Dublin Travel Guide Written for The Falcon News Paper
I visited Ireland over the weekend. And if there was any doubt, Dublin, the land of the green, the ginger, the Guinness, was well, awesome.
Last Thursday, my English friend Emma and I took an early morning train from the Lake District in Northern England to Manchester Airport. We boarded a RyanAir plane for a 30-minute flight to Ireland. It goes without saying that RyanAir is most likely one safety code violation away from being grounded, but regardless, it is a smart and cheap way to fly abroad. Just remember not to check luggage if you are looking to save money. While tickets are roughly 20 pounds, checking luggage is about 150 pounds.
After roughly 5 hours of traveling we reached Dublin at 10 AM; Emma was ready for tea; I was ready for happy hour. Fortunately for me and unfortunately for Emma, we were not able easily find our Hostel in the maze of unfamiliar cobblestone streets. We ended up chatting with some local Irish who funneled us right into the perfect pub, Kehoe’s. Kehoe’s is just off Graftons Street, next time you just so happen to be in Dublin and have a decent appetite–Kehoe’s is where you should go. It’s the place where the locals linger and has the best bacon and cabbage ever.
When both Emma and I were both finished eating, we managed to waddle down street and find our Hostel. For the weekend, we were staying at the Abigail’s Hostel, which resides right on the riverfront street and in the center of the city life. A perfect location for the walking tourist and poor college student—only 15 Euros a night, which translates to about 20 or so bucks. Abigail’s was not only clean and full of diverse travelers—ranging from young families to solo travelers—but provided you also with a continental breakfast and a fridge to store food in.
Anxious to explore the city, we dropped off our luggage grabbed a map and headed to the nearest bus stop. Being in Dublin for only a few days is probably one of the best tests of self-control. There is so much to do, see and drink that it’s hard to not completely run a muck.
When looking at the map of Dublin, there are historic sites, beer factories, bookstores, art festivals, bike tours, and more pubs than clovers. The best way to maneuver your way around this is to treat it like how I treat an Ice cream store—taste test everything until you get kicked out.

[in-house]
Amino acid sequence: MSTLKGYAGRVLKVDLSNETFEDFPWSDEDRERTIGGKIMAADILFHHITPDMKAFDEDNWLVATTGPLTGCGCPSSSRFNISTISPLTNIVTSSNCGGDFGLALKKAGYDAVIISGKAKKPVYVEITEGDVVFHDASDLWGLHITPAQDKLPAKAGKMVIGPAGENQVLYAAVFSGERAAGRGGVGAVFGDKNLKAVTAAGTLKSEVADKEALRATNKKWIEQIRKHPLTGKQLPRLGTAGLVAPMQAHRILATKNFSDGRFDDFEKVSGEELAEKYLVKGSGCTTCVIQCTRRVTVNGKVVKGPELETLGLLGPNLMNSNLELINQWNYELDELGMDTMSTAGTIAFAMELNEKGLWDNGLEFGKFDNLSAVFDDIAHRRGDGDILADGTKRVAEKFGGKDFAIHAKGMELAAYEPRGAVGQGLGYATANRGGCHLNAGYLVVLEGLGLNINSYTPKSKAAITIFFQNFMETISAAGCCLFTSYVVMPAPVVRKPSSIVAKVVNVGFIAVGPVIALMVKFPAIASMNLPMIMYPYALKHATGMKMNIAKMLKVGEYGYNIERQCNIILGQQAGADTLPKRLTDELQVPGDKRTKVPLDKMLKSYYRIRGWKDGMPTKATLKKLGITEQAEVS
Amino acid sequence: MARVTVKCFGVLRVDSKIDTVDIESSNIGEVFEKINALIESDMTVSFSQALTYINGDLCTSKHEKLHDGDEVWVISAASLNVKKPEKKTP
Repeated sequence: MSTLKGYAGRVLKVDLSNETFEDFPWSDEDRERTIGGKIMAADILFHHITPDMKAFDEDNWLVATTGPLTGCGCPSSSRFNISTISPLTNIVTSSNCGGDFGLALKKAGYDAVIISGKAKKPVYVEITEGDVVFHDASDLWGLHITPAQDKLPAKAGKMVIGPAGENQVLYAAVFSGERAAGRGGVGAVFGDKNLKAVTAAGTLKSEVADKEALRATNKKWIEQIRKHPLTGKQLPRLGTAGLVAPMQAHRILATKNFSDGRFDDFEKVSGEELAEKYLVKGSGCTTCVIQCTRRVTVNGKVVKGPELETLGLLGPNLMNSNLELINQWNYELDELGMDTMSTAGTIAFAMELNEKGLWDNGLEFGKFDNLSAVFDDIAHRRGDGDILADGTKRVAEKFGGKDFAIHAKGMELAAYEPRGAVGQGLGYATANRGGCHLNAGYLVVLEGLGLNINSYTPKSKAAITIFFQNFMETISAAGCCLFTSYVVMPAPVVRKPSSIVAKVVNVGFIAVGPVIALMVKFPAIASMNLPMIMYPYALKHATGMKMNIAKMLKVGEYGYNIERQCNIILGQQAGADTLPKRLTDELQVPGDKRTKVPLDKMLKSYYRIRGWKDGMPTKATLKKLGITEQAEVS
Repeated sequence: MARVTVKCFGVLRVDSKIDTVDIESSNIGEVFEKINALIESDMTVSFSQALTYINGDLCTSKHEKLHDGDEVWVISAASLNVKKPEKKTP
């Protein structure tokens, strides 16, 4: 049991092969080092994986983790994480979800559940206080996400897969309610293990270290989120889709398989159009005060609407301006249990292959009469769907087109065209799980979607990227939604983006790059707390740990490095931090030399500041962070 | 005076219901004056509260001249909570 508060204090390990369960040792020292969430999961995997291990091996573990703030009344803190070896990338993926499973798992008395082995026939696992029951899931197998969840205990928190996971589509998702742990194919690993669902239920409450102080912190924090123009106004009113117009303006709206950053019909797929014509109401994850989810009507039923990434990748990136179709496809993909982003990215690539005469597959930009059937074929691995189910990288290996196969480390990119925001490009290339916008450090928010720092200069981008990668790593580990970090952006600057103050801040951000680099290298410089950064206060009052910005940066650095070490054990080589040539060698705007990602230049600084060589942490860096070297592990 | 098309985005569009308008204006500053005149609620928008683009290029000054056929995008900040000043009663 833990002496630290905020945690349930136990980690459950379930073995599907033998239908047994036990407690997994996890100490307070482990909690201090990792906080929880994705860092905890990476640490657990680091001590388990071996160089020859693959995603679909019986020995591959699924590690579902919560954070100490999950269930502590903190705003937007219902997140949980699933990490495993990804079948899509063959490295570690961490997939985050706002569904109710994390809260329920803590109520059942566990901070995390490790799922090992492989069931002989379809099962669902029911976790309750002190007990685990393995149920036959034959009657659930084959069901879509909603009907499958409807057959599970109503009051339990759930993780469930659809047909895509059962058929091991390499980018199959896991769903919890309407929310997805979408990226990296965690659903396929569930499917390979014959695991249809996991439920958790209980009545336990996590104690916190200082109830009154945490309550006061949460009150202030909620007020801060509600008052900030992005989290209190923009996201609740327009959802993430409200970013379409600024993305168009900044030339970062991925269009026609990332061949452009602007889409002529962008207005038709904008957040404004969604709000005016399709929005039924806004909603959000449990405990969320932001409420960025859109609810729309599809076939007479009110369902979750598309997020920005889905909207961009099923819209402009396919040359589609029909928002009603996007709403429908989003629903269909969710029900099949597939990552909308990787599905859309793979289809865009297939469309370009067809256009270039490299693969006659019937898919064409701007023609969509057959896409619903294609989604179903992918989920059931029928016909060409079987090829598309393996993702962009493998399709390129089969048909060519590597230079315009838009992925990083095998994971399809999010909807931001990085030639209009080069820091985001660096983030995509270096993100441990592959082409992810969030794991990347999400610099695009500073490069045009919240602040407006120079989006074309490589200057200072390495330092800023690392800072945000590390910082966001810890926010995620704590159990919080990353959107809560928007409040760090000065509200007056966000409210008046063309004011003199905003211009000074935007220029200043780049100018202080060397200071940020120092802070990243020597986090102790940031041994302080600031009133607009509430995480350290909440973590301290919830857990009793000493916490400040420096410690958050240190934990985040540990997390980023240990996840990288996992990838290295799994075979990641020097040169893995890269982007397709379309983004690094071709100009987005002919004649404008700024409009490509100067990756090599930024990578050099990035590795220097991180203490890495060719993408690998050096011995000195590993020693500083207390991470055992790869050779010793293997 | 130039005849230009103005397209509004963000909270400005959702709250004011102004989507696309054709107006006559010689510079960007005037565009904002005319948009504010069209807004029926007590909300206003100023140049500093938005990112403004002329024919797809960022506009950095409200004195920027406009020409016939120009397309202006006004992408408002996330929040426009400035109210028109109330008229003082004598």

However, Emma wasn’t so keen on my “we have to see everything” attitude and talked me into making a list limited to 5 places for the long weekend.
This was our list and our take on them:
First, the Kilmainham Gaol: This is the oldest and largest unused jail in Europe. This place gives creepy a whole new meaning. Kilmainham Gaol played an important role in Irish history during the first part of the 20th century by housing and executing some of the greatest Irish revolutionaries such as Maud Gonne, Y.B. Yeats former lover. I highly recommend going on the tour (only 4 Euros for students) and learning more about its haunted history. I promise you that it completely surpasses “Current Day Haunts” on Discovery Channel. Currently it has been converted into a Museum and pub, the perfect combination for a thirsty-ghost enthusiast.
Second, the Dublin Castle: It’s about three times older than the United States and more regal than our very own bald eagle. Tours are a little spendy and depending on who your guide is, can actually be quite dry. But if you’ve never been in a castle before, this is worth trying to fit into your budget. The ornate decoration and grandeur rooms are breathtaking and incomparable to anything back home.
Third, Guinness Factory: Need I say more? I don’t think I do. Just do it.
Fourth, Secret of Kells: If you’re like me and get your ya-ya’s from Illuminated manuscripts check out The Book of Kells at Dublin’s Trinity University. It’s the first illuminated manuscript ever and way cooler than what Google Images makes it out to be. Congrats on finally beating England to the punch in something, Ireland.
Last, Pick a pub, Any pub: Now, if you are not interested in any of the previous recommendations you must at least wander the streets until you hear drinking songs loud enough from the inside of pubs that they echo down the streets. Then you must go into that pub and order a pint. My most memorable experience was walking into The Audlin Dubliner to live music and a sea of drunk Irish. It was 8 pm and we were just hoping to burn some time before we were to see Breakfast at Tiffany’s at a local theater, (yes, they do have little theaters playing classic favorites year round). But what we got was so much more than that.
We pushed our way to the bar, ordered a drink and watched the music and the chaos unfold. There was only one man with a guitar but everyone was singing. Every song was introduced as an ”Irish Song”, even though they definitely were singing”La Bamba” and “American Pie.”
Old Irish drinking songs were belted from beer filled bellies and as the sun went down, the lights dimmed and the space grew sparse. I don’t think I will ever find anywhere in America that will match Ireland’s standard of community. It truly was a like finding a four-leaf clover.